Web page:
Government Intervention

Steep Trail

This post comes to you from EcoArtScotland

Roosevelt and Muir

Polarcap, the curatorial project of Liz Adamson and Graeme Todd, has established Basecamp on the legacy of John Muir, one of Scotland’s most important environmentalists.  Polarcap is located in Dunbar, where Muir came from (though he is most frequently associated with the National Parks of North America).

Today and tomorrow a group of scientists and artists will, using Muir’s method, walk and talk in and about the environment.  Muir’s knowledge of the environment was developed through direct experience (including one walk of 1,000 miles from Indiana to Florida), and this was the grounding of his campaigning, agitation and organising.  The most famous example of Muir’s method was when he took Theodore Roosevelt into Yosemite in order to convince him that mismanagement and exploitation were destroying the valley and that government intervention was required.

This is the first event of a series planned by Polarcap, moving up the East Coast of Scotland through Edinburgh (collaborating with Edinburgh Sculpture Workshop) to Fife (with Fife Contemporary Arts & Crafts) and planning to end in Aberdeen.

The aim of Steep Trail is to build mutual understanding between artists and scientists through shared experiential activity and reflection.

If you are interested in checking it out, head for West Barnes Studios, School Brae, West Barnes, Dunbar, EH42 1UD this weekend.  ecoartscotland will continue to cover the Steep Trail programme as it evolves.

steep trail basecamp press release

ecoartscotland is a resource focused on art and ecology for artists, curators, critics, commissioners as well as scientists and policy makers. It includes ecoartscotland papers, a mix of discussions of works by artists and critical theoretical texts, and serves as a curatorial platform.

It has been established by Chris Fremantle, producer and research associate with On The Edge Research, Gray’s School of Art, The Robert Gordon University. Fremantle is a member of a number of international networks of artists, curators and others focused on art and ecology.

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Jarvis Cocker saves the world

Invited to guest edit Radio 4’s Today Programme this morning, Jarvis Cocker launched into a passionate plea to government to take a less foot-dragging laissez-faire response to climate change:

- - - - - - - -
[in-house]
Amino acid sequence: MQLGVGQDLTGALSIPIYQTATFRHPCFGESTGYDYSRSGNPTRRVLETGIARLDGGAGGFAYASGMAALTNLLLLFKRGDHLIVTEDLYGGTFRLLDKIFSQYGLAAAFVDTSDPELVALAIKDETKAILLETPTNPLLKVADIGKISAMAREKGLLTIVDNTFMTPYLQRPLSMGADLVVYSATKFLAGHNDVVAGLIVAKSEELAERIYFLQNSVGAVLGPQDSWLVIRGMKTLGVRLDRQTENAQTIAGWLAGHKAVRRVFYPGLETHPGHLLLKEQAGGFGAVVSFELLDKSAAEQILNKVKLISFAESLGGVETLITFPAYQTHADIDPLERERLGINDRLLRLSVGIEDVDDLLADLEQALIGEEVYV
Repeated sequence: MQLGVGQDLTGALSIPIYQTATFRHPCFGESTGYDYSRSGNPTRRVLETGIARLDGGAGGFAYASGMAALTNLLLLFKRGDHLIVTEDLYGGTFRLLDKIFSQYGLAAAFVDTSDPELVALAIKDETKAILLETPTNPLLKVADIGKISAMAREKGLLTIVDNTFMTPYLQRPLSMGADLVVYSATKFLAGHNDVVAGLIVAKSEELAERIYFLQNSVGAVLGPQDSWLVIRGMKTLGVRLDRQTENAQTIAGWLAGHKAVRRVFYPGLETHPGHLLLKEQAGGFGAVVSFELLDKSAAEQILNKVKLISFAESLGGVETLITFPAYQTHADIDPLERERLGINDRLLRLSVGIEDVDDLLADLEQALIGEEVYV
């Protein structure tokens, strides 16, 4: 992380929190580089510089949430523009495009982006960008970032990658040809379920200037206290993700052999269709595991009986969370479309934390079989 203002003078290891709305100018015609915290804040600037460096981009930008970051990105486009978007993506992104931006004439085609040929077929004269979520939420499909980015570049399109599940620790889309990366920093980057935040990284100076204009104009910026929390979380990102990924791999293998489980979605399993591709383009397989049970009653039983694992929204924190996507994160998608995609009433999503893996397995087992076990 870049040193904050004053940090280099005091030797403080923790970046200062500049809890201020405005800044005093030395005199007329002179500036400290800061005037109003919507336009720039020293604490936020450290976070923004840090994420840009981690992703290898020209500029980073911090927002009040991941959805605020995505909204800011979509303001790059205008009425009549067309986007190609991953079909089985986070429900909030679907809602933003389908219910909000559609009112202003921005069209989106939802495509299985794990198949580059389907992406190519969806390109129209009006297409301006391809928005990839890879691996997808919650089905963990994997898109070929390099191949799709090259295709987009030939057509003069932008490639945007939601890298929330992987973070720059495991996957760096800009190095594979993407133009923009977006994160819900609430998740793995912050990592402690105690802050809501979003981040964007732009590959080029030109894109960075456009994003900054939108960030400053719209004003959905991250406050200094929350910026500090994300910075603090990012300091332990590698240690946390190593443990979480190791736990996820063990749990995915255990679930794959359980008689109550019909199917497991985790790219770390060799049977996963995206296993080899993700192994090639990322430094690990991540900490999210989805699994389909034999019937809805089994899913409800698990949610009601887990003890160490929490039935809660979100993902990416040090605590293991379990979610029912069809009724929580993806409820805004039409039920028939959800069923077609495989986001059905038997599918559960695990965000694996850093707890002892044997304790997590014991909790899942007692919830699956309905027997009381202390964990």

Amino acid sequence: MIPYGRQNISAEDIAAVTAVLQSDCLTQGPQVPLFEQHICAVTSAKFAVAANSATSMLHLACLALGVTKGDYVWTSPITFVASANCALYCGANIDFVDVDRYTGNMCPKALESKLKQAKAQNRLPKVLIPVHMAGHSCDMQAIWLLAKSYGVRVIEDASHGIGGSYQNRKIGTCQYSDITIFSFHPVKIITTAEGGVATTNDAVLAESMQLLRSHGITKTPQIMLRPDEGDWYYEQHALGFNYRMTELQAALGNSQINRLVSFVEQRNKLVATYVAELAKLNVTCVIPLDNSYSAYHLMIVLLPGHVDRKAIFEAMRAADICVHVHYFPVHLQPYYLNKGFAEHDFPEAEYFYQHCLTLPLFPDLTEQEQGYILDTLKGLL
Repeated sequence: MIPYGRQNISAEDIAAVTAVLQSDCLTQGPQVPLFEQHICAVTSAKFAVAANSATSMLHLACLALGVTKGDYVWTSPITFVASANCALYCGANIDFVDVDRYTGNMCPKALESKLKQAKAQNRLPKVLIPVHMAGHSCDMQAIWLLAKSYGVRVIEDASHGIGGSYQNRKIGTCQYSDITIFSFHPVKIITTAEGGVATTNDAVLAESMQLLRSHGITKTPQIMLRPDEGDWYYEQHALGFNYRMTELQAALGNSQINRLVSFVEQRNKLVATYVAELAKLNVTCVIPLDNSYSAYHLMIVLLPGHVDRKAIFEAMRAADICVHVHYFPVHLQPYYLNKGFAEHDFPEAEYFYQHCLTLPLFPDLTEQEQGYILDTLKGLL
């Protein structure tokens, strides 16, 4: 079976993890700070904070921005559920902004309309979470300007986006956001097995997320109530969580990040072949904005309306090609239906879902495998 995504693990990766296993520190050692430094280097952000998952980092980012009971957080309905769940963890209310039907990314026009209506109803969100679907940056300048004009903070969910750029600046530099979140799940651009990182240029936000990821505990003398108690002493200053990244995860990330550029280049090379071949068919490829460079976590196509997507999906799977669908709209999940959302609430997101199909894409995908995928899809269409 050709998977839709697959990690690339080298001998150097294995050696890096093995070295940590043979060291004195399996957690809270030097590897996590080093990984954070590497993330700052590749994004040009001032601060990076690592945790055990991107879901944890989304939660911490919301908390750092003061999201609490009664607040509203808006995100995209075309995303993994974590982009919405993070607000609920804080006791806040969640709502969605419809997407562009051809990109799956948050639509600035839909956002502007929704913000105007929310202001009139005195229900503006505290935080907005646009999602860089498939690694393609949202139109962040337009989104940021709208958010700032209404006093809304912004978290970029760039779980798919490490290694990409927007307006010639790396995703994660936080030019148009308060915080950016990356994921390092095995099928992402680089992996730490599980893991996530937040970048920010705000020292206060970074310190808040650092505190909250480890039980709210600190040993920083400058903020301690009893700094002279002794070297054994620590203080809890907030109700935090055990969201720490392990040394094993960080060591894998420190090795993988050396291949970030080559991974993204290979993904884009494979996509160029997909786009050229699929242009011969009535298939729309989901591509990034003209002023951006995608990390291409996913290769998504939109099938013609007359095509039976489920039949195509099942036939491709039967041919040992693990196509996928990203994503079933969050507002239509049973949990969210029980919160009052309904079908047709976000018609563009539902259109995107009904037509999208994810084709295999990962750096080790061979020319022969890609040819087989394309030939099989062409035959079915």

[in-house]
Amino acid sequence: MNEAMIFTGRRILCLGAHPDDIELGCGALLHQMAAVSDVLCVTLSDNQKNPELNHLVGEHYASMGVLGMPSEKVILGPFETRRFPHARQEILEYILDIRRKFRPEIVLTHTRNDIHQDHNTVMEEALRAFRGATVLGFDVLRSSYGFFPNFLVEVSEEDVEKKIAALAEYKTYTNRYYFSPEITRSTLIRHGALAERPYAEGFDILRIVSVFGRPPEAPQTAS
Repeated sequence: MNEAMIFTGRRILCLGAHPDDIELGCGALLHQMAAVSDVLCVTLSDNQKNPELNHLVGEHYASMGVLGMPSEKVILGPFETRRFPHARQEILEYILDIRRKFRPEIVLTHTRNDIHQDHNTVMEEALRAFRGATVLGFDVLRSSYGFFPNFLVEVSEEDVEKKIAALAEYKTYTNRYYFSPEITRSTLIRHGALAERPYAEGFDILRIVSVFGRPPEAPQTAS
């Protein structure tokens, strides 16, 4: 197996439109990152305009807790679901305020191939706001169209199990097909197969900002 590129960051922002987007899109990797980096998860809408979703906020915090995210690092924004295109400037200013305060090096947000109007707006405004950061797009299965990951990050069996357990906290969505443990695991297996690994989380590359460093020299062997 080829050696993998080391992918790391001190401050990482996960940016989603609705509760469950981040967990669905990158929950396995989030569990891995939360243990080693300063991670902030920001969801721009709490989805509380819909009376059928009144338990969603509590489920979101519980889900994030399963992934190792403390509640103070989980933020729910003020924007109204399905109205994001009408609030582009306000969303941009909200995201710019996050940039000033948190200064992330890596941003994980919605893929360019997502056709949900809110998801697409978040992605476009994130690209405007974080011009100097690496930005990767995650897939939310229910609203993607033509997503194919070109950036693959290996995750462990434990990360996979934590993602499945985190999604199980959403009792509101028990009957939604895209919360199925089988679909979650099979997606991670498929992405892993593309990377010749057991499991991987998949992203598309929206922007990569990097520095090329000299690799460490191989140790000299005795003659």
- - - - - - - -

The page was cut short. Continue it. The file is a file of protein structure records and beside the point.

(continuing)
A few months ago I went on a trip to the Arctic set up by an organisation called Cape
Farwell to see the effects of climate change at first hand. Whilst on
board we also went to lectures by scientists who told us, among other
things, what it was that individuals could do to try and help with the
biggest problem facing the world at this time, and that part I found
profoundly depressing because it basically came down to things like,
“Go and buy some energy changing light bulbs.”

I believe that the actions of individuals are important, it seemed to
me that the problem was so large and so profound that it would be nice
if we got a bit of help from somewhere else. If the only things that
would have the necessary impact would be to make radical changes to
things like food transportation, deforestation or air travel, it would
be nice to think that the government might help out with some
legislation designed to address those issues. And that’s why I got
depressed. Because non-interventionist laissez-faire free market
policies have been the order of the day for so long, why would they
change now?

Then I came home.

The thing about being on a boat in the middle of the arctic ocean is
there’s no telephone or wi-fi coverage. Whilst we’d been up there
observing one kind of meltdown, it seemed that another kind of meltdown
had been taking place in the world’s financial markets. In fact, we
came through Reykjavik airport on the day that Iceland basically went
bust, though none of us knew it at the time.

Banks were going under and a massive stock market collapse had
occurred. And lo and behold, one of the first things that followed was
a massive government intervention. And I thought, “Hang on, perhaps,
bizarrely, there’s a chink of light here. If the government is wiling
to intervene decisively in such a huge way in this area, maybe it would
intervene in another area – climate change – too.”

Read more here.

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